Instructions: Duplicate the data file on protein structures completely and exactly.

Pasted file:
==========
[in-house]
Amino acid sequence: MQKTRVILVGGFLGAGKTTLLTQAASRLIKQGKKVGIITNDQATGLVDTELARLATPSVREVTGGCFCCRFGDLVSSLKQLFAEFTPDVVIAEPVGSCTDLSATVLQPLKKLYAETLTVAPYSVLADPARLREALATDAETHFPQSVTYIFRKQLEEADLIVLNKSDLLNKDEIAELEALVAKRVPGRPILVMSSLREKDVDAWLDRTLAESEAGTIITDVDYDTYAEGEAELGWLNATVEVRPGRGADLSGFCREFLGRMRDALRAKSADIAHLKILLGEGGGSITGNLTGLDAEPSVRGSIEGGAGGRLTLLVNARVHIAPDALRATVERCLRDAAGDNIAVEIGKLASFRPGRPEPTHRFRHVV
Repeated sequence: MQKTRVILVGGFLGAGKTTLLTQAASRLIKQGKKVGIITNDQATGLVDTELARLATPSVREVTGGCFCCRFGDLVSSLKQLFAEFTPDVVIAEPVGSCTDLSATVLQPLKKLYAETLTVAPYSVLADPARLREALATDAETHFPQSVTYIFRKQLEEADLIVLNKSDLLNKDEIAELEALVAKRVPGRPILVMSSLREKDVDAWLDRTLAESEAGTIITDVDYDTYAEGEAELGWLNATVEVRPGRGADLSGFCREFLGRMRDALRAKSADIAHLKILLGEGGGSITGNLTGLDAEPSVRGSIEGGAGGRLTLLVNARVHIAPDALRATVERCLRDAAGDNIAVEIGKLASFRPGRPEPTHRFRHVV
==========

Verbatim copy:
[in-house]
Amino acid sequence: MQKTRVILVGGFLGAGKTTLLTQAASRLIKQGKKVGIITNDQATGLVDTELARLATPSVREVTGGCFCCRFGDLVSSLKQLFAEFTPDVVIAEPVGSCTDLSATVLQPLKKLYAETLTVAPYSVLADPARLREALATDAETHFPQSVTYIFRKQLEEADLIVLNKSDLLNKDEIAELEALVAKRVPGRPILVMSSLREKDVDAWLDRTLAESEAGTIITDVDYDTYAEGEAELGWLNATVEVRPGRGADLSGFCREFLGRMRDALRAKSADIAHLKILLGEGGGSITGNLTGLDAEPSVRGSIEGGAGGRLTLLVNARVHIAPDALRATVERCLRDAAGDNIAVEIGKLASFRPGRPEPTHRFRHVV
Repeated sequence: MQKTRVILVGGFLGAGKTTLLTQAASRLIKQGKKVGIITNDQATGLVDTELARLATPSVREVTGGCFCCRFGDLVSSLKQLFAEFTPDVVIAEPVGSCTDLSATVLQPLKKLYAETLTVAPYSVLADPARLREALATDAETHFPQSVTYIFRKQLEEADLIVLNKSDLLNKDEIAELEALVAKRVPGRPILVMSSLREKDVDAWLDRTLAESEAGTIITDVDYDTYAEGEAELGWLNATVEVRPGRGADLSGFCREFLGRMRDALRAKSADIAHLKILLGEGGGSITGNLTGLDAEPSVRGSIEGGAGGRLTLLVNARVHIAPDALRATVERCLRDAAGDNIAVEIGKLASFRPGRPEPTHRFRHVV